Posts Tagged ‘self-generating’

Watercolor painting by Barbie Dallmann

“Creation” a watercolor by Barbie Dallmann

November is Gratitude Month at Unity, and for the last several weeks, I have focused on things I appreciate about myself and my life. I surprised myself by how inspired I felt after making a list of things I was grateful for learning.

A couple of years ago, I found the courage to start art lessons. After half a century of believing I had no artistic talent whatsoever, I have learned to paint (see above).

I also learned to cook. Mom wasn’t very good at it. Dad was better, but he didn’t have the patience to teach me. So, over the years, I taught myself, watching friends, reading books, listening to TV shows. Heck, I even paid attention during seventh grade Home Ec. class! I like the fact that on most days I’d rather eat at home than go out. My home-cooked meals are better in every way (except for the cleaning-up part).

When I was in seventh grade, I learned to type on a manual typewriter with blank keys. I went to school an hour early most days to practice. After an entire year, my speed was barely 50 words per minute. I kept at it, though, thinking the skill would come in handy if I never made it to college. Come in handy, it did! Eventually averaging 120 wpm, I typed my own papers and made money typing for others. In 1984 I started my own secretarial service, which I’ve been successfully operating ever since. I’m so glad that my seventh grade self was willing to get up early to practice. What a great kid she was!

There’s another important skill I learned early in life, one I’ve taken for granted for a long, long time. As I was making this list, I remembered how much I struggled to learn to read, especially to read aloud. There were times I wanted to give up because I was bad at it, and I was embarrassed by my repeated failures. Thank you, six-year-old Barbie for sticking with it! My life is so incredibly rich because of all the billions of words I have read over the decades.

Of course, there are lots more things I’m grateful for learning, including how to take pictures, write blogs, and negotiate the Internet.

What about you? Are there things you’d like to thank yourself for right now? Where would you be without your own determination and tenacity? And where might you be tomorrow because today you took the time to be uplifted by your own, heartfelt acknowledgment and appreciation?

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From the viewpoint of an objective observer, I noticed some interesting things while reading my five-year diary (see “The Reunion, part 2″).

The first entry appeared on January 1, 1968, and continued until I graduated from high school in May 1972. I stopped on that day because I saw my diary as something from “my youth” that I no longer needed.

As I read entry after entry, I thought, “What kind of person writes every single day and fills every single line, beginning at age of 13? Disciplined? Focused? Organized? Intentional?” (Sounds a lot like me!)

By the time I accepted my high school diploma, I had already completed a semester of college and had worked for five months as a secretary at the Lincoln Fire Department. I was 17 years old.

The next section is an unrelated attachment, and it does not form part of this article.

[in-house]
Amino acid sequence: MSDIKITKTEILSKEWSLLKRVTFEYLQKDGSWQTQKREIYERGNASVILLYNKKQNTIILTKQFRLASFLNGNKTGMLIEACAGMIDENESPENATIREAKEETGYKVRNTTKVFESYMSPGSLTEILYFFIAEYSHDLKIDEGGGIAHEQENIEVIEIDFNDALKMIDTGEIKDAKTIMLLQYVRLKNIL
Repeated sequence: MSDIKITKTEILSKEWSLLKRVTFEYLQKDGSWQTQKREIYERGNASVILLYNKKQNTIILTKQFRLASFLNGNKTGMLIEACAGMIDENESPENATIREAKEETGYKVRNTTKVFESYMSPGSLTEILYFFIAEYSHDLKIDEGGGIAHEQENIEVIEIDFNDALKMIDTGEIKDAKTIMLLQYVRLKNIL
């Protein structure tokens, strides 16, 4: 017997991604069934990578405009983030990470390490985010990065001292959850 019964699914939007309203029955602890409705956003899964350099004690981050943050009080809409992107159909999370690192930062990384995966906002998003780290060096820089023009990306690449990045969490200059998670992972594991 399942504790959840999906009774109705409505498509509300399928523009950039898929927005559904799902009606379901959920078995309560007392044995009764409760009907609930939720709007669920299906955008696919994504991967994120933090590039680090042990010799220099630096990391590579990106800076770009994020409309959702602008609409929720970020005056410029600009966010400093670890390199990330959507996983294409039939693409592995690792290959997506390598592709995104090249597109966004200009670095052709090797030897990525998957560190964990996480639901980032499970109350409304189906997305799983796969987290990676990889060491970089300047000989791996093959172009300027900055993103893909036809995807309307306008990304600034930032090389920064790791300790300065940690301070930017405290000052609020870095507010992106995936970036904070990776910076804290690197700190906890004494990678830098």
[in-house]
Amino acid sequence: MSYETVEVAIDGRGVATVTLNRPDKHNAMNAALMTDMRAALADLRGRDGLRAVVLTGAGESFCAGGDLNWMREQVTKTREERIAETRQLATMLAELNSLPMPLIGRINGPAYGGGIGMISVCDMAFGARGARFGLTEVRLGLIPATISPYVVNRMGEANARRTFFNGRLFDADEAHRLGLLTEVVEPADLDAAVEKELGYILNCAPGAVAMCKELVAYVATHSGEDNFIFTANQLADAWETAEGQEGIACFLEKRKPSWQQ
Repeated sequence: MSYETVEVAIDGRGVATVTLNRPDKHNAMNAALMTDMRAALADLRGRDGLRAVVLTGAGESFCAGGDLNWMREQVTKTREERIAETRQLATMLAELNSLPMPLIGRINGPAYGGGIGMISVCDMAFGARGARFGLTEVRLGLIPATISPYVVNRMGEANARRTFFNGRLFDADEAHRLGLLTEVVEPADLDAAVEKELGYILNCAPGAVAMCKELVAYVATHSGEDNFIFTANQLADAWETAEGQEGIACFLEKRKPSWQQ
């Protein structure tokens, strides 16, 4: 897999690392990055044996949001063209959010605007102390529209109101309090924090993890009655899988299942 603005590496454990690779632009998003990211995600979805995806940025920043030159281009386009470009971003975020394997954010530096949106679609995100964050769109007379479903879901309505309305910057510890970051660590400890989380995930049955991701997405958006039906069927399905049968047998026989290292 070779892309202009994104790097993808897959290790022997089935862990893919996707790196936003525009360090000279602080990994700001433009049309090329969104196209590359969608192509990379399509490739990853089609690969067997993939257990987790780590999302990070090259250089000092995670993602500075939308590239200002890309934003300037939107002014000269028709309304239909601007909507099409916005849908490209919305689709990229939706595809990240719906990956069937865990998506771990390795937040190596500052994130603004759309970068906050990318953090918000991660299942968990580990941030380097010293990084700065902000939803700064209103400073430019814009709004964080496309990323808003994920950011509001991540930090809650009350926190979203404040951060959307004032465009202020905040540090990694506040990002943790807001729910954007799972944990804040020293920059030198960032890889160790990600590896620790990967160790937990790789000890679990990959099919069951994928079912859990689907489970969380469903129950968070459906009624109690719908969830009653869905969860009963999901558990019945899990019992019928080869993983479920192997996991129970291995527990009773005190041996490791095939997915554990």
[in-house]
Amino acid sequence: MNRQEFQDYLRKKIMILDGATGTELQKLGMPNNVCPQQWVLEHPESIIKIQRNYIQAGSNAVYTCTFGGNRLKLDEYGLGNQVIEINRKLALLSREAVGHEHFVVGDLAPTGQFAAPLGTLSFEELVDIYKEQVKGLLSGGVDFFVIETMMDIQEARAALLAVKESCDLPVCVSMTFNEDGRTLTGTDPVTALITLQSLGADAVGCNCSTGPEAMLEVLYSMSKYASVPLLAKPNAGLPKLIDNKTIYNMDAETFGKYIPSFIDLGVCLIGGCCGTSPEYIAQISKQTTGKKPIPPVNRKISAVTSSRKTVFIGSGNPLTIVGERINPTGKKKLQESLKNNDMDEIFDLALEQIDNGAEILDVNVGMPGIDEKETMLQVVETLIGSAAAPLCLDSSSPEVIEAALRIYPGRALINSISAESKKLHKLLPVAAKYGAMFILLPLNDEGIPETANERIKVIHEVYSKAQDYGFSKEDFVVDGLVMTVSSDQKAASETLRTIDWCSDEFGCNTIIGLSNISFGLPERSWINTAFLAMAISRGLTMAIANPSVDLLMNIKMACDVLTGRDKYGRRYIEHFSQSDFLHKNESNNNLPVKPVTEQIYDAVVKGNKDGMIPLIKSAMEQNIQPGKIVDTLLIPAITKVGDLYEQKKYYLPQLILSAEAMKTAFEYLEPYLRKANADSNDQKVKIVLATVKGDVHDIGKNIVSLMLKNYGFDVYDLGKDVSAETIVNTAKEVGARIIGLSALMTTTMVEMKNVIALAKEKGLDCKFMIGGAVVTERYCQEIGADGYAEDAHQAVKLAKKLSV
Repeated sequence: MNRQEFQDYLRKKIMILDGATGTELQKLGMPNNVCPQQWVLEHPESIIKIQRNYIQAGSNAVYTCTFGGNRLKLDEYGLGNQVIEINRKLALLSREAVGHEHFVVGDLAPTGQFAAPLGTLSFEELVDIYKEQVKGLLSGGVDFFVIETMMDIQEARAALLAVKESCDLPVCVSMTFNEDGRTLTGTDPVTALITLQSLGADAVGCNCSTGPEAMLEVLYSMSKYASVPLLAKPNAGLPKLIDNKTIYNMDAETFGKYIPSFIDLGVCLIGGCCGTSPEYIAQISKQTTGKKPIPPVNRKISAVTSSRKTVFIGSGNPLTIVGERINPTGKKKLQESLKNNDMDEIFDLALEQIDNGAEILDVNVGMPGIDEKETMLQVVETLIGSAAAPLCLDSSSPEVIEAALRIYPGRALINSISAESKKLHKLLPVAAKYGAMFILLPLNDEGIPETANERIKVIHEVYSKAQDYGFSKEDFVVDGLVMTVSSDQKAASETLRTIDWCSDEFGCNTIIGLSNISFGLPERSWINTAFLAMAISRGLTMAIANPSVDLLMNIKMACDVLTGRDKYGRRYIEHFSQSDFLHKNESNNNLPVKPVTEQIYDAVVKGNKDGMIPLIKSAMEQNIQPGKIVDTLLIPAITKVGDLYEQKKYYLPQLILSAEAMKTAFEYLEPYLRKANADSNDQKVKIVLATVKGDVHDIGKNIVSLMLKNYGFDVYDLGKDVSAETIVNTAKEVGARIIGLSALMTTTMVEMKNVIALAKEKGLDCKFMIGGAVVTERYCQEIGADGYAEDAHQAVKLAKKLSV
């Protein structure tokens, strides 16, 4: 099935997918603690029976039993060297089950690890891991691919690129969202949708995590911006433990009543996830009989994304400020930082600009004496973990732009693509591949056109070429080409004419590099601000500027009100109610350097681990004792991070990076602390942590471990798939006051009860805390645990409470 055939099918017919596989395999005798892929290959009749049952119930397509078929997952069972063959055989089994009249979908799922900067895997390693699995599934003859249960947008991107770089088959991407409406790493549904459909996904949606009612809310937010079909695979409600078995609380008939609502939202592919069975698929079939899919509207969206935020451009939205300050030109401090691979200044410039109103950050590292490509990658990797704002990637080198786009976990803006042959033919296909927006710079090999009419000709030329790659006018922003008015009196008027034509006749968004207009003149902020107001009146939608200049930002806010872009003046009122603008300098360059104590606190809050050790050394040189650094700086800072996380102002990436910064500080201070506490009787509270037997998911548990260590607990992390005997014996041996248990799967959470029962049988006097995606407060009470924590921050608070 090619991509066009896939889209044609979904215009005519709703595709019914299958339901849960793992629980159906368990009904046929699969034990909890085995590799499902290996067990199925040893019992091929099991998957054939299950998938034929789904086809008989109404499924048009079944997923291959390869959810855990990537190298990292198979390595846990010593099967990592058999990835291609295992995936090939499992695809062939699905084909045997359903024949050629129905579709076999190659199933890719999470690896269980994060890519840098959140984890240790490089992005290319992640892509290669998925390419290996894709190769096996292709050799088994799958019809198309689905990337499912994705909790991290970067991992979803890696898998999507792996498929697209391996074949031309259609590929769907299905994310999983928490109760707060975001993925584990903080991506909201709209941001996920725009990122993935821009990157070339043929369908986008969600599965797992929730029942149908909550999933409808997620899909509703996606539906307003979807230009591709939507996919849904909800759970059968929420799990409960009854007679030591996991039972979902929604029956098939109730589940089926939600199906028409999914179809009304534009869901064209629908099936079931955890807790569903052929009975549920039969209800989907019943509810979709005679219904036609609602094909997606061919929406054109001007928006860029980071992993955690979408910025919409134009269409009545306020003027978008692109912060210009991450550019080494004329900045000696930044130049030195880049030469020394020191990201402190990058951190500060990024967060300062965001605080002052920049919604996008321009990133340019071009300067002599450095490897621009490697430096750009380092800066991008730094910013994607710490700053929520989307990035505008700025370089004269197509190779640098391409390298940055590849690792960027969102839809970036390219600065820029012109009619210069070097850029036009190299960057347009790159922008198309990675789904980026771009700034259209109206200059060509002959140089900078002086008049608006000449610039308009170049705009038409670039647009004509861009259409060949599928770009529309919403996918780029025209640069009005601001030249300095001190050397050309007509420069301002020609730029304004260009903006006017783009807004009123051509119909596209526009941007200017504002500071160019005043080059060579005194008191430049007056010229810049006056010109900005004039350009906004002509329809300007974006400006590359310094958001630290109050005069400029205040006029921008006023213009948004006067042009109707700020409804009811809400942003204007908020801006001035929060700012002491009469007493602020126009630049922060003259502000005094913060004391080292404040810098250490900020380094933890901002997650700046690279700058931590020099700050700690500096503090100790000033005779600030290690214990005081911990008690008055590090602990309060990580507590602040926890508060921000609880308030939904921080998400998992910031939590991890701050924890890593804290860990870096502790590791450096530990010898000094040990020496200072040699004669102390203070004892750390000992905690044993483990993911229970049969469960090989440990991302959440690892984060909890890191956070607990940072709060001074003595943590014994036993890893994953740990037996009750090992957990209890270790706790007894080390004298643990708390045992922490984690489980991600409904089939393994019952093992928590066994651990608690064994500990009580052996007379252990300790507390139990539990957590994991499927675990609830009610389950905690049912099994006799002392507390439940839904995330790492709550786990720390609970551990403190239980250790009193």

There is simply no evidence for the labels I placed on myself: Unsure, Awkward, and Afraid. The person who wrote in that book was full of determination and vision. She boldly asked to graduate mid-term from high school, and then took a senior level college class, assuring her adviser that she didn’t need the prerequisites. She was right. She earned straight A’s that first semester in college.

Yes, she was a misfit in high school. She couldn’t wait to get on with her life. She didn’t like sporting events, pep rallies, dances or parties. All of that seemed so frivolous and unnecessary, a waste of time. She would rather debate philosophical topics with her teachers than hang out with kids her own age.

The more I read the diary, the more I liked the girl who wrote it. I found her delightfully energetic and hopeful. I smiled at her idealistic dreams and envied her self-assurance. Everything was so black-and-white for her. Little did she know the territory in between, the place I now so contentedly live my life.

As I placed the book aside, I realized how I had blamed my teenage self for all of my perceived shortcomings. She’s the reason I felt uncomfortable in crowds, had no fashion sense, and couldn’t dance.

Eureka! There are the red flags I was looking for! Blame and resentment! I love it when I see them clearly because I know what I need to do. I need to take responsibility. Period.

As a responsible, self-generating person, I acknowledge right here and now that if I wanted to learn to dance, I could. If I really cared about fashion, I have plenty of trendy friends who could teach me a thing or two. And as for crowds? I don’t mind one bit being the featured speaker at a conference, but when it comes to conversations, I’ll take a meaningful philosophical debate any day.

Thank you, Barbara Jane, you were the perfect teenager to lead me to who I am today. I honor your hard work, quirky ways, and serious outlook. Tomorrow night I’m headed to my 40th high school reunion with the memory of you tucked safely in my heart. You rock!

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